Quest to the Pacific Northwest - Denali National Park
August 5, 2015 - Day 8
So far we have had great luck with weather, but the forecast for Wed was for rain and thunderstorms in the afternoon so we tried to make the most of the day early on. Tom and I got on the 9 am shuttle to the National Park and hiked the Meadow View trail and the Horseshoe Lake trail. Note to future hiking self - something "view" trail means you will be hiking *up* to look out on that something, not hiking *around* that something. 2 hours and 4 miles later we had 10,000+ steps, 3 mosquito bites, and lots of great views. Along the trail, we crossed Pete and John who took the Mt. Healy Trail.
John and Pete took a great photo from the top of the Mt. Healy Overlook Trail
Although we chose to go hiking, we had the option to go on a 5 hr bus tour into the park. People said this was a great chance to see wildlife, but with all the busses we are riding this trip we opted not to do it. The people who went really enjoyed it, but as I sit on the 9 hr bus ride writing this up the next day, I am happy with my decision to go hiking.
Ellen and Carl slept in and answered some emails from work and we met them for lunch at the King Salmon restaurant at the lodge. We have been very impressed and happy with the food served at the restaurants on property at both lodges so far. I enjoyed a seafood Cobb salad with fresh crab. Pete and John were just coming off the trail so we got wraps to go for them and met them at the main lodge to board the bus for our rafting adventure.
Although we encountered some light rain, there was no lightning so we were able to go rafting on the Nenana River. They offered two options for trips. - Ellen, like Cleopatra, opted to have the guide ferry the raft down the river with long oars so she could enjoy the sights and take photos. The rest of us did paddle rafting, rationale being that if the glacial water is 35°, we would rather be moving to stay warm when you get hit by the waves. They outfit everyone in dry suits that cover you like a turtle neck at the top and have booties for your feet. You wear regular clothes underneath, with socks, and then put your river shoes on top, capped with a helmet. Overall they kept us fairly dry, as proven by Carl who rode up front and got hit by almost every big wave. I chose to sit in the back left and although I got splashed a good bit, my head never got doused (which I was totally OK with).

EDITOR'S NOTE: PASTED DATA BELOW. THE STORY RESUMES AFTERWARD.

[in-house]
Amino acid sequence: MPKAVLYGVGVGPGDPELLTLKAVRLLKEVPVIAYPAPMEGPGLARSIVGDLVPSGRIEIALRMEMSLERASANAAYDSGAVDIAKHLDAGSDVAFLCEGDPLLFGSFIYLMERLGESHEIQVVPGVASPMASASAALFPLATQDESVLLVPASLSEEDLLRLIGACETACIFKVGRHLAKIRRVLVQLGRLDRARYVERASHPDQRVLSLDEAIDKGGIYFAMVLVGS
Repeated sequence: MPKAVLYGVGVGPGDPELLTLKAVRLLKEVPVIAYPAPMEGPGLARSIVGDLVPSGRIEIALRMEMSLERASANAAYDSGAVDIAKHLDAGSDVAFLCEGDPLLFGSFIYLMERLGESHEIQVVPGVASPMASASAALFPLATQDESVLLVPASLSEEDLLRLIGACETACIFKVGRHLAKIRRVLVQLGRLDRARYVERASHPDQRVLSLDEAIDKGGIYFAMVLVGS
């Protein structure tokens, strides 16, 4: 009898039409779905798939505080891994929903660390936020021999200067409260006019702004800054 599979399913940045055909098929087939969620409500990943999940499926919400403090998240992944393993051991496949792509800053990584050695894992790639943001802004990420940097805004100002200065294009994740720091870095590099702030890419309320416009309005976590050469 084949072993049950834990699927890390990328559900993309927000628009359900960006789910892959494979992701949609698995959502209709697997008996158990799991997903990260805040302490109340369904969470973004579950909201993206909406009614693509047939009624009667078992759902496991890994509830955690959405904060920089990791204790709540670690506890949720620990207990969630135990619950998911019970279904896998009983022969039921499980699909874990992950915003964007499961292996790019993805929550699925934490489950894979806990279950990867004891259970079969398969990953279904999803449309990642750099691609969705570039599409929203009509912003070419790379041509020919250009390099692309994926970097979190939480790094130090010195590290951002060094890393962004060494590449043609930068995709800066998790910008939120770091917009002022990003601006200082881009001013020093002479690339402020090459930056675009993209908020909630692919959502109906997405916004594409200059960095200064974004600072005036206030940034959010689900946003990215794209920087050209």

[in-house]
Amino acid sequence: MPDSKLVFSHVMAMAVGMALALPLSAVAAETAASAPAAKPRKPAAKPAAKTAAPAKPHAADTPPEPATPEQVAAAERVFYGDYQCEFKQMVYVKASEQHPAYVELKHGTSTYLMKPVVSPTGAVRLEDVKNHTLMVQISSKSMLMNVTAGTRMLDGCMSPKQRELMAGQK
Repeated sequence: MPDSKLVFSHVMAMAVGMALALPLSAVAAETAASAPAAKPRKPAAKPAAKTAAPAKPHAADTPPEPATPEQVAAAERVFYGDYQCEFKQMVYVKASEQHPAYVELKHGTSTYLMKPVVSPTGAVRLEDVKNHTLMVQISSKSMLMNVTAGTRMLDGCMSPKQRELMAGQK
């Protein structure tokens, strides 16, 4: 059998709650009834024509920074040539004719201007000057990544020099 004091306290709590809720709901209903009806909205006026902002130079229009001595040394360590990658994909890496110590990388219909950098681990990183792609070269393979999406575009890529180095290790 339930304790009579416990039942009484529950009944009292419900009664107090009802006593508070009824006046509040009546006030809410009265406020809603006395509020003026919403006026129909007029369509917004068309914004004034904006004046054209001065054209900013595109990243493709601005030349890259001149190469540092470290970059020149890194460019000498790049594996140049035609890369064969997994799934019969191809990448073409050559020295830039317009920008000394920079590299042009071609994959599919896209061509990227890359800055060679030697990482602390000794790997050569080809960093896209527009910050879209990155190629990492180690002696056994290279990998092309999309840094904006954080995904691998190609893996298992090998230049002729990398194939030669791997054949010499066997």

We rafted for about 2 hours, mostly class III+ rapids. No flips and no one fell out! The rivers vary greatly year to year, based on the glacial flows, so the guides have to learn the rapids again every summer. At a calm stretch, our guide said we could jump in if we wanted, but none of our crew opted for it. One person in our boat did and he regretted it instantly because his neck gasket was loose and filled his suit and clothes with icy water! Overall we really enjoyed the rafting, and look forward to doing it again in Copper River.
After rafting we all showered and changed for dinner. Everywhere in Alaska is casual attire, so changing just means clean clothes and non muddy shoes. We heard good things about the Salmon Bake restaurant across the street, from our rafting guide, so we went there for dinner. Ellen and Carl had the Red King Crab special and it came out with two of the largest crab legs imaginable. The were pulling out pieces of crab the size of twinkies! Tom and I split halibut and salmon. Pete tried the cod tacos. We enjoyed beers from the local 49th State Brewing Company which is located in the next town over.
After dinner, we found a deck outside of a bar at the lodge and enjoyed Irish coffee and blueberry mojitos while watching the sun glide behind the mountains and a rainbow appear. Not a bad way to end a great day of adventure. Turned in a little early because we have to put bags out at 630 and we depart at 730 am for Copper Center.